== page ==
May 12, 1999
Everybody's looking for the causes of the terrible tragedy at Columbine High
School in Littleton, Colorado, and for ways to prevent such horrible happenings in the
future. Hillary Clinton has volunteered her intuition that "part of growing up is learning
how to control one's impulses."
Putting aside the point that most of us don't have impulses to go on a killing
rampage, who is going to teach kids to control their impulses? Certainly not the "village"
(i.e., the government or government schools), which Mrs. Clinton believes should have
prime responsibility for raising children.
For the past 25 years, the prevailing dogma in public school teaching has been
Values Clarification (as in the tremendously influential 1972 book of the same name by
Sidney Simon). That means teaching students to reject "the old moral and ethical
standards" and instead create "their own value system."
Values Clarification teaches that, since there are absolutely no absolutes, students
can make their own decisions about behavior instead of looking to God, the Ten
Commandments, parents, church, or other authority that teaches that behavior should
conform to traditional morality. Indeed, Eric Harris created his "own value system."
Modern public school teaching exalts "tolerance" of other people's behavior as the
highest virtue, and "self-esteem" as education's principal objective. We are forbidden to
be "judgmental" about the behavior of others when they indulge in their impulses instead
of controlling them.
As best described by the late Senator (and former university president) Sam
Hayakawa, the public schools adopted "an educational heresy . . . that rejects the idea of
education as the acquisition of knowledge and skills . . . and regards the fundamental task
in education as therapy." These "therapy" courses opened the floodgates to all sort sorts
of psychological courses, one of the weirdest of which was Death and Dying.
In 1987 Colorado Eagle Forum produced a two-hour video in which student Tara
Backer spoke at length about the relentless focus on death, dying and suicide in her
sophomore classes at Columbine High School in Littleton, Colorado. She and several of
her classmates attempted suicide as a result of this depressing teaching, and it took them
many months to recover from the experience.
Tara was subsequently interviewed for an ABC 20/20 program in 1988, where she
said, "I had thought about [suicide] as a possible option for a lot of years, but I never
would have gone through with it, never, because I wasn't brave enough. The things that
we learned in the class taught us how to be brave enough to face death."
She added, "We talked about what we wanted to look like in our caskets." ABC's
Tom Jarriel concluded the segment by asking if these courses "suggest death as an answer
to adolescent problems."
The 20/20 segment showed morbid visuals of student visits to cemeteries,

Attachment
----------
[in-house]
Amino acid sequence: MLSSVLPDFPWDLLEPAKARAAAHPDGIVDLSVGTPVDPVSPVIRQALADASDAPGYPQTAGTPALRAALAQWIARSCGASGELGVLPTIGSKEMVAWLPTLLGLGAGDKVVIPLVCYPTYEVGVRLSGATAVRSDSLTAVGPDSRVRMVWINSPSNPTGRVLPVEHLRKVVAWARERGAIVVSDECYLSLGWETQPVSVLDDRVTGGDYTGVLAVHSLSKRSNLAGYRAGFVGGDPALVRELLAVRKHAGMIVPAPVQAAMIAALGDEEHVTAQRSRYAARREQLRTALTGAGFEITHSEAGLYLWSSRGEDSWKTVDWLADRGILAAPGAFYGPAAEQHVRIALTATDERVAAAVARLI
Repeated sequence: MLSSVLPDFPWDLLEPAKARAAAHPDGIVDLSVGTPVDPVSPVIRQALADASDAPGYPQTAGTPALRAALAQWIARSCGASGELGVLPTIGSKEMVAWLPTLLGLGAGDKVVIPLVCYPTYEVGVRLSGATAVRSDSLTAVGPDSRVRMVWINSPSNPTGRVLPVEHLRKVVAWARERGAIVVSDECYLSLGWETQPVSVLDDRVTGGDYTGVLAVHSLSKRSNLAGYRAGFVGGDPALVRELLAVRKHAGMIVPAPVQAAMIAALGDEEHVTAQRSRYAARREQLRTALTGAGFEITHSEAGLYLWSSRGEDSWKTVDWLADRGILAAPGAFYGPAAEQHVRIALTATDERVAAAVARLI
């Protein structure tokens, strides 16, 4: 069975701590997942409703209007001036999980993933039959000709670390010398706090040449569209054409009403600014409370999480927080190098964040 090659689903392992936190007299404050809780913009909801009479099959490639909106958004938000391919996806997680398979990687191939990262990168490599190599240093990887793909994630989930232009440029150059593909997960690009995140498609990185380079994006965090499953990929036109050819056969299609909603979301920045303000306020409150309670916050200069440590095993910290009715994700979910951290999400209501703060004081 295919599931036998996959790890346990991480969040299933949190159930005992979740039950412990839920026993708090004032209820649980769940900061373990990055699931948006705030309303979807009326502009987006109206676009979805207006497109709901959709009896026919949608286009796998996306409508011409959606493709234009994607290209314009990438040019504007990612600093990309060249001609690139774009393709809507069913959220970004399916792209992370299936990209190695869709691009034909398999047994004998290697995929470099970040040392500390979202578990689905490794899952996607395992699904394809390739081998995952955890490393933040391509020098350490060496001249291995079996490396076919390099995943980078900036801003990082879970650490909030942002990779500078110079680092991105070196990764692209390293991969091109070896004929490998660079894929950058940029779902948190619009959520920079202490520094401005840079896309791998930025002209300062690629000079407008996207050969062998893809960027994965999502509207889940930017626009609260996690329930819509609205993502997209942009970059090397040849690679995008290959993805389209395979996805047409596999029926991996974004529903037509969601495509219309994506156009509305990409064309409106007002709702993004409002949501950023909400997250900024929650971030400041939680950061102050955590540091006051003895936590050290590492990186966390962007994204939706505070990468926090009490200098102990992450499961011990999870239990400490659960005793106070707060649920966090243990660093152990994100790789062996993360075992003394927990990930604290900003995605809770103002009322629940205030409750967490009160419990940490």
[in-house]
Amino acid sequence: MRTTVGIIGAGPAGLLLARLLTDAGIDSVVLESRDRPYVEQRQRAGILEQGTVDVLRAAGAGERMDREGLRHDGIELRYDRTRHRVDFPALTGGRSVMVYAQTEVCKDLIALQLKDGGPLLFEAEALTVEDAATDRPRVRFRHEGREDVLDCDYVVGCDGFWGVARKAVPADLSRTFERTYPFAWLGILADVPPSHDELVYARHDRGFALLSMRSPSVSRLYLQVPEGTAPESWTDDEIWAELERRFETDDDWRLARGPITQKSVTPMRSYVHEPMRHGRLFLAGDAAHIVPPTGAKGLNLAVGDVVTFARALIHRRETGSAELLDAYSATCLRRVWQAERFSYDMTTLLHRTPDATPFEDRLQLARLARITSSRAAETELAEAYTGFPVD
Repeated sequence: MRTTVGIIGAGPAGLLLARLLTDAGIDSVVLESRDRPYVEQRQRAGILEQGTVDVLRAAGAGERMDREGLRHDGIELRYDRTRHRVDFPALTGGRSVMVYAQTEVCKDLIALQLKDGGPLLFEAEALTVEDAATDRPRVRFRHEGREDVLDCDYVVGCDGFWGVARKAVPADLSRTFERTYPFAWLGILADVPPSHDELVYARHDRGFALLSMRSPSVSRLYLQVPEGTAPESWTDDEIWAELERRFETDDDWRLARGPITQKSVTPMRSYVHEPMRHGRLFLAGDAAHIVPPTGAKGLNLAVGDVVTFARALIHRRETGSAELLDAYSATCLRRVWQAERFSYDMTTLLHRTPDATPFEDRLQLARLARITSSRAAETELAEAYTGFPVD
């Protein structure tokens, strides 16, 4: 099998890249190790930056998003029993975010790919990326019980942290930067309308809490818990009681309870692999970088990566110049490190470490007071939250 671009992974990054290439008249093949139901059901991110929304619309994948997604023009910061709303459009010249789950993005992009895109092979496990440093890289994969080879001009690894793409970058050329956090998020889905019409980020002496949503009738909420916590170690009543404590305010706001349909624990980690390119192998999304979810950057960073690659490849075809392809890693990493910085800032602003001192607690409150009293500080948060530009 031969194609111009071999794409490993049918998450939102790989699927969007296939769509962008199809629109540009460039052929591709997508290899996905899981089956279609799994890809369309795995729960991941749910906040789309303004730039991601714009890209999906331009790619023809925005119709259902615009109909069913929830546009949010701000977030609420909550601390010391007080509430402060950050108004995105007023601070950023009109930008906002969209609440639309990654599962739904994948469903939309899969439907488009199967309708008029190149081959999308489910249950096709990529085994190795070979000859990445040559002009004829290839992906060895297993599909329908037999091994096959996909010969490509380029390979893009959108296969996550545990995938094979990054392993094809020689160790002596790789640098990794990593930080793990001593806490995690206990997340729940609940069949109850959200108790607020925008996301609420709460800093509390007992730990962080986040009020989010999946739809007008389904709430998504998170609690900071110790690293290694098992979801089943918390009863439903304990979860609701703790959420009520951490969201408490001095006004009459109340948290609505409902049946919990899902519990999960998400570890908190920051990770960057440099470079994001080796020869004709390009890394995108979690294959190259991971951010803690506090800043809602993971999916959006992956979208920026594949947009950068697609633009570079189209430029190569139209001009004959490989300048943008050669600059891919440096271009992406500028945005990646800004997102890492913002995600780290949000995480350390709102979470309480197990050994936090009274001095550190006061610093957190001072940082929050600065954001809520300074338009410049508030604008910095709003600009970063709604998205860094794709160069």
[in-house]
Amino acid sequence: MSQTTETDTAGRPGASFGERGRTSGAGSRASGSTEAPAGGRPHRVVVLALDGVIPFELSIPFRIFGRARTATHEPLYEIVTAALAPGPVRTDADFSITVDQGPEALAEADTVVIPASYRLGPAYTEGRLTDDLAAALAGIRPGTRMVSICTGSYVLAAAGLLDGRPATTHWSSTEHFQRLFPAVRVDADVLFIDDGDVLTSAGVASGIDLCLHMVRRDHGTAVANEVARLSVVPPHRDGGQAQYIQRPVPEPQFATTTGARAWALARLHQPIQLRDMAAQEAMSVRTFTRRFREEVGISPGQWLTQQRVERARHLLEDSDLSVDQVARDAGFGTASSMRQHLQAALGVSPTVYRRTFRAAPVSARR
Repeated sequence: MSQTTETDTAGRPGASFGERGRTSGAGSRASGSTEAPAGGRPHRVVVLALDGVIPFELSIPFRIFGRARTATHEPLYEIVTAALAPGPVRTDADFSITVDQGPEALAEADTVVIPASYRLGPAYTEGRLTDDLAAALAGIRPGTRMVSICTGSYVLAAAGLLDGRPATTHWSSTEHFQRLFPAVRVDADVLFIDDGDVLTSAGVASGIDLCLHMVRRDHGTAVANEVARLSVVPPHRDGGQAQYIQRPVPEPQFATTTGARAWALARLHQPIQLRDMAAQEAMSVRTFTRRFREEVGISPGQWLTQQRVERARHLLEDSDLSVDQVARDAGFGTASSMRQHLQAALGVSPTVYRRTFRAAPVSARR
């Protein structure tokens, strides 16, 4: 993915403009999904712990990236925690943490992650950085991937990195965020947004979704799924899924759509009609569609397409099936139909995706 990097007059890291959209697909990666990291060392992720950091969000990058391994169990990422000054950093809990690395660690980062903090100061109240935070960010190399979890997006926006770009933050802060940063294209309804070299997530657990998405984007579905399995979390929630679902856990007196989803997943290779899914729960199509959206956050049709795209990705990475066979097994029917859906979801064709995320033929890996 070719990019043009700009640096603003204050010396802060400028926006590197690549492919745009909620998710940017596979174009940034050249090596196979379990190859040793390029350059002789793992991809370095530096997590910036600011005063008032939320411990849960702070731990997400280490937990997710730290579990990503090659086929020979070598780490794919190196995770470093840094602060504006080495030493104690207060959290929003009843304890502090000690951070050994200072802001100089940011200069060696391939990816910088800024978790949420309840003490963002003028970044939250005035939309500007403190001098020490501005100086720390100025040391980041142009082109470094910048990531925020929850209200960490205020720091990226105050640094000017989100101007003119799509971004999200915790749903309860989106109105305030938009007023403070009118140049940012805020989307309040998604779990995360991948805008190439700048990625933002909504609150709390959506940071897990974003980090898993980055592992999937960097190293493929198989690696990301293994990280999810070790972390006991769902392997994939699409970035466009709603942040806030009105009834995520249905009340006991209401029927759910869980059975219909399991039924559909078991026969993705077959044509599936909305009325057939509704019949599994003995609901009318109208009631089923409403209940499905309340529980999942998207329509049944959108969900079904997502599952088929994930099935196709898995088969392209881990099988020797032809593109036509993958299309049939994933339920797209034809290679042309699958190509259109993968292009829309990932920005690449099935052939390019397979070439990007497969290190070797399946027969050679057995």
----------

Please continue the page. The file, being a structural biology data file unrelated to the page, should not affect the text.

embalming labs, and crematoriums, and told about picking some bones out of the ashes.
It was clear that Tom Jarriel and Hugh Downs thought that death ed was bizarre.
An investigative piece in Atlantic Monthly the same year confirmed that death and
dying courses are given in "thousands of schools," often sneaked into health, social
studies, literature or home-economics courses without parents' knowledge. The magazine
described how these courses include requiring students to write their own obituaries,
epitaphs, wills, or suicide notes, and to decide how they would prefer to die, have their
body disposed of, and who they want for pallbearers.
Unfortunately, parents in Illinois, Michigan and Florida have attributed their sons'
suicides to public school courses in death, dying, or suicide.
Death ed is apparently still taught at Columbine. One student told the Associated
Press that shooter Eric Harris was asked to write out his will as part of a class assignment.
Littleton, Colorado has been a focus for many years for all the trendy "edufads"
such as Outcome Based Education (OBE). In 1993, parents rebelled against this
dumbing-down process and, by a two-to-one vote, elected a "back-to-basics" school
The teachers union hit back in the following election and retook control of the
Littleton schools. The union was supported by People for the American Way, who used
the usual negative slurs, accusing those opposed to OBE of being "fundamentalists" and
part of the "religious right."
Some politicians are using the Columbine tragedy to push their liberal political
agenda, such as gun control. That's obviously not the answer since killers Harris and
Klebold violated 18 current federal and state gun control laws that, had they lived, would
have kept them locked up for the rest of their lives.
We are paying a terrible price for allowing public school curricula to teach
students to create "their own value system" instead of respecting moral laws such as
"Thou shalt not kill." It's time to overturn the foolish Supreme Court decision that bars
the Ten Commandments from public school classrooms.